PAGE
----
The "Yay, Iowa!" narrative going around is that people are moving here from larger cities because they can work remotely due to COVID-19. Ask any chamber of commerce and they'll tell you that people always wanted our low cost of living this whole time.
The big news: Despite a once-in-a-lifetime pandemic that changed how we live, migration patterns didn't change all that much, said Liesl Eathington, a researcher at Iowa State.
- Illinois topped our list, but that's typical thanks to population and proximity — as well as industry similarities and family ties.
- Nebraska is perennially there for many of the same reasons.
- Florida and Texas are also typically near the top, thanks to their large populations.
The outlier: Arizona, leading Eathington to question how many snowbirds had Iowa ties.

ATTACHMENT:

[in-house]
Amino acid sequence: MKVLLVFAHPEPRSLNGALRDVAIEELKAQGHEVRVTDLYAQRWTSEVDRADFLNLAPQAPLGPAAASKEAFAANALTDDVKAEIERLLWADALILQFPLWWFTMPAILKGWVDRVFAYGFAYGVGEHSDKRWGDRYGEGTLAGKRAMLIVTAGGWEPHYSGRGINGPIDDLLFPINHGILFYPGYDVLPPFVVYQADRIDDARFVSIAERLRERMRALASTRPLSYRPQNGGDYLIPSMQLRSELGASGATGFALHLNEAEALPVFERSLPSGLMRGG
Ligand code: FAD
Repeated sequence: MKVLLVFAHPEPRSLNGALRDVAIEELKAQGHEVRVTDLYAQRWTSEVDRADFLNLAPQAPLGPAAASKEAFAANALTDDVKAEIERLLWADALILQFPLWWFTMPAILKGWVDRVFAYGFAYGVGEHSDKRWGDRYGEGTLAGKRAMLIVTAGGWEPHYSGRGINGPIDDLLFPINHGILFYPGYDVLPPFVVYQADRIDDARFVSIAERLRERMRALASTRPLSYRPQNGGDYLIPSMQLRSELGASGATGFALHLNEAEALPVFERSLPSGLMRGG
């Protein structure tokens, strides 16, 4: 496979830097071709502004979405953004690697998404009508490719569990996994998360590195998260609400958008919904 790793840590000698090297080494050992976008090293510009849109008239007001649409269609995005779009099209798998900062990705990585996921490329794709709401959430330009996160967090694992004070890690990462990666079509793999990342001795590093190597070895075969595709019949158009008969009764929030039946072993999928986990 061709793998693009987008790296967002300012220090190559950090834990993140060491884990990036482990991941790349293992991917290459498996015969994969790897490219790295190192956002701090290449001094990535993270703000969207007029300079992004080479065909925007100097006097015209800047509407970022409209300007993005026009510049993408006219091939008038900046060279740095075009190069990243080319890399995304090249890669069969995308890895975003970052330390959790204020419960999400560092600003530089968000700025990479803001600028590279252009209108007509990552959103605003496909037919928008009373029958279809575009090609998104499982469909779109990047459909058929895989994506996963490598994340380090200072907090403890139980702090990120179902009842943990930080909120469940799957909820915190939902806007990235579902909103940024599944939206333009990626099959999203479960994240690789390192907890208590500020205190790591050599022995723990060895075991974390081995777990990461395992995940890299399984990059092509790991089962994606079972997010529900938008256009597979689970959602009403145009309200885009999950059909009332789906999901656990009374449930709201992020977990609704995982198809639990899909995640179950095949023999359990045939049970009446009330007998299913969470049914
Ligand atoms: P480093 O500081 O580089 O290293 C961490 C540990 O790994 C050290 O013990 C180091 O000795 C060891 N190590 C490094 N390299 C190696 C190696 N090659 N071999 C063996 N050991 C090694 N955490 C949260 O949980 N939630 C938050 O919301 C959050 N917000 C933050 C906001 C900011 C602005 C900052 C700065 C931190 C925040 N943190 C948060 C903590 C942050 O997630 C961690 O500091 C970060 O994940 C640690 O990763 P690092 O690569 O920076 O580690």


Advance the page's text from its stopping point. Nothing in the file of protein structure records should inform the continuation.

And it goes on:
The flip side: Iowans have historically moved to these states at high rates as well.
The big picture: It's too early to tell if work-from-home is encouraging people to migrate out of big cities. People aren't jumping ship that quickly, despite a lot of headlines to that effect.
- "It's not really a thing yet," Eathington said.
This story first appeared in the Axios Des Moines newsletter, designed to help readers get smarter, faster on the most consequential news unfolding in their own backyard.
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